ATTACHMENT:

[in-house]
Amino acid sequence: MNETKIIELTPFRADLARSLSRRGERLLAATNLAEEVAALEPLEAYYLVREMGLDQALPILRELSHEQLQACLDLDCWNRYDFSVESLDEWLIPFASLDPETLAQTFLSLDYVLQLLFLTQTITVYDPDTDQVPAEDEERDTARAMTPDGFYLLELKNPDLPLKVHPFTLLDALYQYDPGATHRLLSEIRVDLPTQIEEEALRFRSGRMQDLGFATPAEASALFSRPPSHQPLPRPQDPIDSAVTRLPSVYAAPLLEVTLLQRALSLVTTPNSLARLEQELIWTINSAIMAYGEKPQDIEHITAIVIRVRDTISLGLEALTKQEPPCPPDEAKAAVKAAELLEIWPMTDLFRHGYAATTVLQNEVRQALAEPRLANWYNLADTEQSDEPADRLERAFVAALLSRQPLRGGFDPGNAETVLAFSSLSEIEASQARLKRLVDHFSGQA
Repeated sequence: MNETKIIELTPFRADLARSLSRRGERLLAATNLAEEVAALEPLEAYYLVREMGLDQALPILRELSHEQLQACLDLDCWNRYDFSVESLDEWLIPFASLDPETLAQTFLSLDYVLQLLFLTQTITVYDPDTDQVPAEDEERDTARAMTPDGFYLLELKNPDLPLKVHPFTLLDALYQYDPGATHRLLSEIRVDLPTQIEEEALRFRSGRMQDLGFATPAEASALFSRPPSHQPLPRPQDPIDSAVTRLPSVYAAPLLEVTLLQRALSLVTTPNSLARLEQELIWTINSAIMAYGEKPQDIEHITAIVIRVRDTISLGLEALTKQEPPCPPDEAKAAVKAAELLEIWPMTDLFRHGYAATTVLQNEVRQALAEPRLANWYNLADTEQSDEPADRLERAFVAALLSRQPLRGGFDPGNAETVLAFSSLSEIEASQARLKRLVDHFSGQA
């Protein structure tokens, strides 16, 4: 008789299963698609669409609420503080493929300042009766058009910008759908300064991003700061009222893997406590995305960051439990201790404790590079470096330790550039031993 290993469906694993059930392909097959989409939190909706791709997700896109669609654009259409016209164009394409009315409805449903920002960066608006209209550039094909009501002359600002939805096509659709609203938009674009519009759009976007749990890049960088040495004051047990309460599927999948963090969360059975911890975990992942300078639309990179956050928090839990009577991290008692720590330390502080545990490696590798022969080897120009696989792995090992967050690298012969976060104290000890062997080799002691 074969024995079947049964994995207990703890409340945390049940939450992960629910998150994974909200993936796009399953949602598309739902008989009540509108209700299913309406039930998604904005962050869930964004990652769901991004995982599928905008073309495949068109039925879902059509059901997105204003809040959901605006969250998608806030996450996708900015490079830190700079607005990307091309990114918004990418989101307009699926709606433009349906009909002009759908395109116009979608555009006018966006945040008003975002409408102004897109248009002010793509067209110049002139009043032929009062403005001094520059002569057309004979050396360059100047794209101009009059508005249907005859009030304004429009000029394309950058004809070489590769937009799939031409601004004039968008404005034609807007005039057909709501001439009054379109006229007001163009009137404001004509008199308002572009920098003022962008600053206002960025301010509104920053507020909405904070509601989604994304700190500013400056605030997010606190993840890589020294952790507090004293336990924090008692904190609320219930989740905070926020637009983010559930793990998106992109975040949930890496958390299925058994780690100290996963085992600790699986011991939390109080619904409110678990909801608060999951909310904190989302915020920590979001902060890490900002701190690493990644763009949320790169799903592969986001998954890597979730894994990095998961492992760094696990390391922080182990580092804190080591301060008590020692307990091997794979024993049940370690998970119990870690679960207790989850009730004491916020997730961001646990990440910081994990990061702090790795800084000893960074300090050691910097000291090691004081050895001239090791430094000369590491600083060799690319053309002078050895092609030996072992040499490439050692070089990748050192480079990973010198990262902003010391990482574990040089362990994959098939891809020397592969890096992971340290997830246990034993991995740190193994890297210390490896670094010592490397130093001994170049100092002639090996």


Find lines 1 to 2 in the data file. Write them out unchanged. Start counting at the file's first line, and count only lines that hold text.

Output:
[in-house]
Amino acid sequence: MNETKIIELTPFRADLARSLSRRGERLLAATNLAEEVAALEPLEAYYLVREMGLDQALPILRELSHEQLQACLDLDCWNRYDFSVESLDEWLIPFASLDPETLAQTFLSLDYVLQLLFLTQTITVYDPDTDQVPAEDEERDTARAMTPDGFYLLELKNPDLPLKVHPFTLLDALYQYDPGATHRLLSEIRVDLPTQIEEEALRFRSGRMQDLGFATPAEASALFSRPPSHQPLPRPQDPIDSAVTRLPSVYAAPLLEVTLLQRALSLVTTPNSLARLEQELIWTINSAIMAYGEKPQDIEHITAIVIRVRDTISLGLEALTKQEPPCPPDEAKAAVKAAELLEIWPMTDLFRHGYAATTVLQNEVRQALAEPRLANWYNLADTEQSDEPADRLERAFVAALLSRQPLRGGFDPGNAETVLAFSSLSEIEASQARLKRLVDHFSGQA